Kohei Yoshiyuki
Untitled, 1971, from the series "The Park."

© Kohei Yoshiyuki. Courtesy of Yossi Milo Gallery, New York City.

In the most disturbing and menacing of the pictures, one or more of the voyeurs is touching the woman in the couple. Yoshiyuki says that this brazen kind of assault from the voyeurs was generally rare. He never saw any of them attempt to touch a man (in either the heterosexual or homosexual couplings), and in his experience, they were mostly there just to watch.

 “The voyeurs always approached the couples from behind because they had to be out of the man’s line of vision. … there was a kind of community in which the voyeurs lived. ‘To touch up a woman’s body’ was a kind of a competitive game for them in the society. It was risky, but it was something very thrilling for them to do, just like an exciting game to play. So when a voyeur was able to touch the woman’s body, it was a success story among them and the guy could be a hero of the night as a voyeur.”

Some of the voyeurs were more obvious and visible than one can imagine would be possible without being noticed, and yet Yoshiyuki says he only ever witnessed one altercation. “Once I unexpectedly witnessed the man of a couple notice the presence of a voyeur. This man got angry and tried to chase the fleeing voyeur and catch him. But when I saw this trouble, I felt most sorry for the girl who became alone and unprotected in the darkness.”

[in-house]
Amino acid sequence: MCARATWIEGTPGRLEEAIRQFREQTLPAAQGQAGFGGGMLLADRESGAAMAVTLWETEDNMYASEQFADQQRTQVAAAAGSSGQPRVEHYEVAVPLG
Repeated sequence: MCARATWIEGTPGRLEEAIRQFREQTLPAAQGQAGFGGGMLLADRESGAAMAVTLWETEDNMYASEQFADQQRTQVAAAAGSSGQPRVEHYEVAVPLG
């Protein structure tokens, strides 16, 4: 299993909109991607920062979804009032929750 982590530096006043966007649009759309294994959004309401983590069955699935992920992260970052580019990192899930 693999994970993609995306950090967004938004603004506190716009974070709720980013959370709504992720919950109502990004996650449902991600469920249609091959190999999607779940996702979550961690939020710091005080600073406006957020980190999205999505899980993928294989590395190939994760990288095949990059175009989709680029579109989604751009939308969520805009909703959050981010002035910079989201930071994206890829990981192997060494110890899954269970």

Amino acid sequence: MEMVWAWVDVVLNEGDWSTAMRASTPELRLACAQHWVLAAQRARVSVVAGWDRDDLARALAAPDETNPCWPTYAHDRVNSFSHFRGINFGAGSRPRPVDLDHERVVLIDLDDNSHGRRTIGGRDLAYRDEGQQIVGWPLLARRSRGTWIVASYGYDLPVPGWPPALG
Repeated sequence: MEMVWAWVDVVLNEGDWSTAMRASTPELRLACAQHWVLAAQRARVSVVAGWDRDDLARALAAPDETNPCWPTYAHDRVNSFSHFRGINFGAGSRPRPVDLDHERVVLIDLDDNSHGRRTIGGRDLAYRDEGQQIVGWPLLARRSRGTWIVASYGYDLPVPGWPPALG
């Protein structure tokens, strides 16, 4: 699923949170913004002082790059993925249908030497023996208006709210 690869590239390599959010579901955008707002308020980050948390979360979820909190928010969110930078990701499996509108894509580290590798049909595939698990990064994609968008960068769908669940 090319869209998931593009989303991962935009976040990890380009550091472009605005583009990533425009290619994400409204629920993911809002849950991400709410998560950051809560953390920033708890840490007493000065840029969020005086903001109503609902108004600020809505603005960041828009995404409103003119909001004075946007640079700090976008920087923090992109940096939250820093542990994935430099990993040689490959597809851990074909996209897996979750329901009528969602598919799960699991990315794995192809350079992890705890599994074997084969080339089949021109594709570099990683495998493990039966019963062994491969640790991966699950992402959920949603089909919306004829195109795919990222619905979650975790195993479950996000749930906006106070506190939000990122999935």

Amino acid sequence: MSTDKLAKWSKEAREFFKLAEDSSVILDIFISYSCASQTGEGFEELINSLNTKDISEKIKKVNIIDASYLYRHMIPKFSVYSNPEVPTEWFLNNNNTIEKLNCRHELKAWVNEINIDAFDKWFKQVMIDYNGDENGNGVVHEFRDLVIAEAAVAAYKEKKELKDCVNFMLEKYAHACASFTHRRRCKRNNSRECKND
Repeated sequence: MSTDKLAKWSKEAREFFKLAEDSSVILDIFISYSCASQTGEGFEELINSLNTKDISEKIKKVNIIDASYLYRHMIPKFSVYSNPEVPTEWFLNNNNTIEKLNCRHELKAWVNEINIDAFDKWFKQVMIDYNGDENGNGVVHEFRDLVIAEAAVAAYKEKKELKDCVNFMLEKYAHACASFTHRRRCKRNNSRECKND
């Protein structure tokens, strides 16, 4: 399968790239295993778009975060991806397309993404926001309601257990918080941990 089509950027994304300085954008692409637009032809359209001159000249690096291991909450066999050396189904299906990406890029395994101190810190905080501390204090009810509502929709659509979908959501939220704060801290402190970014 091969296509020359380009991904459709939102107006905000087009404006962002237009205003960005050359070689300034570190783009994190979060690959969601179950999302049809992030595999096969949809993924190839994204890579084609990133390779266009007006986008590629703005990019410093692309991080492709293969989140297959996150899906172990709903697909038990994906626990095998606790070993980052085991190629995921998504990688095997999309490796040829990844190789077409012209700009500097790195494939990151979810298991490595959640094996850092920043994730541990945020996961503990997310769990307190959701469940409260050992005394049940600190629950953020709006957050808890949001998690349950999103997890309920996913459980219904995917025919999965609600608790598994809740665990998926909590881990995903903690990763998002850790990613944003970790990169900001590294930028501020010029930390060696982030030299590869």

Kohei Yoshiyuki
Untitled, 1979, from the series "The Park."

© Kohei Yoshiyuki. Courtesy of Yossi Milo Gallery, New York City.

Kohei Yoshiyuki
Untitled, 1972, from the series "The Park."

© Kohei Yoshiyuki. Courtesy of Yossi Milo Gallery, New York City.

Kohei Yoshiyuki
Untitled, 1972, from the series "The Park."

© Kohei Yoshiyuki. Courtesy of Yossi Milo Gallery, New York City.

Kohei Yoshiyuki
Untitled, 1971, from the series "The Park."

© Kohei Yoshiyuki. Courtesy of Yossi Milo Gallery, New York City.

Kohei Yoshiyuki
Untitled, 1971, from the series "The Park."

© Kohei Yoshiyuki. Courtesy of Yossi Milo Gallery, New York City.